Maria Deasy & Rachel Dart of “Mine”

MINE, written by Maria Deasy and directed by Rachel Dart, part of the Broadway Bound Theatre FestivalListen in as Mine playwright Maria Deasy and director Rachel Dart discuss making connections, inspiration from Maria’s paralegal background, the brand-new Broadway Bound Theatre Festival, discoveries in rehearsal, how to deal with a show inspired by real-life events, how to be “rich and spare,” and where we fit in as links on this human chain.

“…I didn’t want to make a polemic…I didn’t want to tell a story from event-to-event-to-event…I wanted to explore the idea that we’re all connected…”

Continue reading

Patrick Vermillion and Emily Jackson of “Jessica”

Sanguine Theatre Company presents JESSICA, written by Patrick Vermillion, directed by Emily JacksonListen in as two of the creators behind Sanguine Theatre Company‘s world-premiere production of Jessica—playwright Patrick Vermillion and director Emily Jackson—discuss justifying your narrative, Sanguine’s “Project Playwright” process, why their AI story focuses on the building process, confronting the truth, the morality of technology, and what makes us human.

“…I wanted to create a sci-fi piece for the stage mostly because I was watching these really old, kinda shitty…[but] super-relevant, very socially-interesting television shows, with virtually no budget. It’s so much your imagination…kind of like with theatre…”

Continue reading

Lucie Pohl & Kenneth Ferrone of “Hi, Hitler”

HI HITLER, written and performed by Lucie Pohl, directed by Kenneth Ferrone, at The Cherry Lane TheatreListen in as writer and performer Lucie Pohl and director Kenneth Ferrone of Lucie’s auto-biographical solo show Hi, Hitler, currently playing at The Cherry Lane Theatre, discuss post-show snacks, David Hasselhoff, inhabiting dozens of characters, what is (and what isn’t) very German about the show, the ease with which you can kill your darlings, why you won’t find props in this show, and how to trust the moments.

“…it’s a ‘fish-out-of-water story,’ it’s about finding your identity, and it’s about trying to fit in…”

Continue reading

Chris Harcum & Aimee Todoroff of “Martin Denton, Martin Denton”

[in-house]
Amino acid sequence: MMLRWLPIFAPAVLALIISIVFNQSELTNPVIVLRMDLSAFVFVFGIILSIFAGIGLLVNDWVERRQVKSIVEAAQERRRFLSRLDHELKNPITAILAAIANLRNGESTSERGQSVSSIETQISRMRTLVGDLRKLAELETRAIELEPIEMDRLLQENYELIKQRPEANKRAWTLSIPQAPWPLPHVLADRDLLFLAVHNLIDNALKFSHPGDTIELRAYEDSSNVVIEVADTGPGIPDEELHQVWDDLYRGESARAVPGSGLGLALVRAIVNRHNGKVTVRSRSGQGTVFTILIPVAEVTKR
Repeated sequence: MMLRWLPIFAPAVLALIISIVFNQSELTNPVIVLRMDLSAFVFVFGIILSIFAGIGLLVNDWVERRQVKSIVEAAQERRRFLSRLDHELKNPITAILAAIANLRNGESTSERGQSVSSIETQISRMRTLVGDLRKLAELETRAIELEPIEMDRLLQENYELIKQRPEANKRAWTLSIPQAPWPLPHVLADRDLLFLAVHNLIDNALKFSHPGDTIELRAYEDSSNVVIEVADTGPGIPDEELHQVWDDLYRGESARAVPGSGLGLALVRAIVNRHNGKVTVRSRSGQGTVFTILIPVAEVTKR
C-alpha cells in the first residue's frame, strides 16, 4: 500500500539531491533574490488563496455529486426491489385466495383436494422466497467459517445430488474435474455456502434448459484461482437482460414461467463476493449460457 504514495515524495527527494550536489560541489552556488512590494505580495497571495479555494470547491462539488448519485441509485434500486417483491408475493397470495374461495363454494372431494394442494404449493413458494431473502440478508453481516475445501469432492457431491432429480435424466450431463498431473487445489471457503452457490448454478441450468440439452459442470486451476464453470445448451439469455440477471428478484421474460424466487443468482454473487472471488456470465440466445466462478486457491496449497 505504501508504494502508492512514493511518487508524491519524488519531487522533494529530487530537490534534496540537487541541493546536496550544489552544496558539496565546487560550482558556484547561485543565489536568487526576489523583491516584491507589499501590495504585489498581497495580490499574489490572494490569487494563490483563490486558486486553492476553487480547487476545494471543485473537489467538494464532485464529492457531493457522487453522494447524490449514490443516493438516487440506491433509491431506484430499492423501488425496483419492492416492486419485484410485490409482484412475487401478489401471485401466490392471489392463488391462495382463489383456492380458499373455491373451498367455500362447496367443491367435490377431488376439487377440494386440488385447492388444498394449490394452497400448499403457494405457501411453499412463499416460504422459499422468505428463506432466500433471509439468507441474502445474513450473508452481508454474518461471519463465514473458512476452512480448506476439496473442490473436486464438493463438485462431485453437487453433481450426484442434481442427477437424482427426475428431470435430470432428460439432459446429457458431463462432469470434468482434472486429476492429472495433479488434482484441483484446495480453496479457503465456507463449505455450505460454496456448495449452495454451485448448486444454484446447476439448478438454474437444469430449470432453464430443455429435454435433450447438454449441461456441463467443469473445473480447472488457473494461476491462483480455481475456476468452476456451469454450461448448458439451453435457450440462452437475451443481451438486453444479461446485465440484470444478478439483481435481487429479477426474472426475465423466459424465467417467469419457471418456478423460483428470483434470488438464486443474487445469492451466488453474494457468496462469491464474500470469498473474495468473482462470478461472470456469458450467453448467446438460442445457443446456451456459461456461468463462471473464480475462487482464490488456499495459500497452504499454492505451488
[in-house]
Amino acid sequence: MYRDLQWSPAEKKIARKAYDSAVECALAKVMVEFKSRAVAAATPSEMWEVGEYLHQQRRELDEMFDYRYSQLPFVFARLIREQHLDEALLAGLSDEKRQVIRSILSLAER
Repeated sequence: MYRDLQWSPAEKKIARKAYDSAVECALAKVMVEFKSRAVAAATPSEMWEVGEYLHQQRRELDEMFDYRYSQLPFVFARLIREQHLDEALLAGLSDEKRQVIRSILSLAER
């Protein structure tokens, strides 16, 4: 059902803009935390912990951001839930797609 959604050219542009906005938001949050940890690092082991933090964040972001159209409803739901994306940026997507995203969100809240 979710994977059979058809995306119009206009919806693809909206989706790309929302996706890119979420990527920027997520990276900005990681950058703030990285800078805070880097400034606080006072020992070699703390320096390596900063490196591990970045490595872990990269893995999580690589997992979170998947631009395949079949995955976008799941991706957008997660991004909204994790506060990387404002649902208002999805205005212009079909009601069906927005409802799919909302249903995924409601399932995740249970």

Elephant Run District and FRIGID at Horse Trade present MARTIN DENTON, MARTIN DENTON, written by Chris Harcum, directed by Aimee TodoroffListen in as the Elephant Run District team of Chris Harcum, playwright & performer, and Aimee Todoroff, director, of the company’s new show Martin Denton, Martin Denton, discuss finding safety and meaning in a community, “love,” the validity of our work, the ways in which our productions can live forever, how and why we do this thing called “indie theatre,” and more about this love letter to the scene.

“…what we’re doing is creating life, and then giving life back. And for me, one of the people who was there, and kind of charted what I was doing—and for whom I felt this very deep connection, and this person who, if he didn’t see my show, it felt like it did not happen—needed his story told.”

Continue reading

David Carl & Michole Biancosino of “Trump Lear”

Horse Trade Theater Group and Project Y Theatre Company presents TRUMP LEAR at Under St. Marks, created by David Carl and Michole BiancosinoListen in as the co-creators of Trump Lear, writer/performer David Carl & director Michole Biancosino, discuss their collaboration to put this piece together, playing Trump (and finding a way around the fact that Trump is inherently not funny), complicity, how to avoid preachy political theatre, tearing yourself down in your own piece, the importance of an excellent technician at the board, and the benefit of doing solo shows.

“…yeah, Trump and Shakespeare don’t really go together, usually…”
“Well, it works really well, in this instance…”

Continue reading

Jeff Wise, David Kenner, and Michael Schantz of “An Enemy of the People”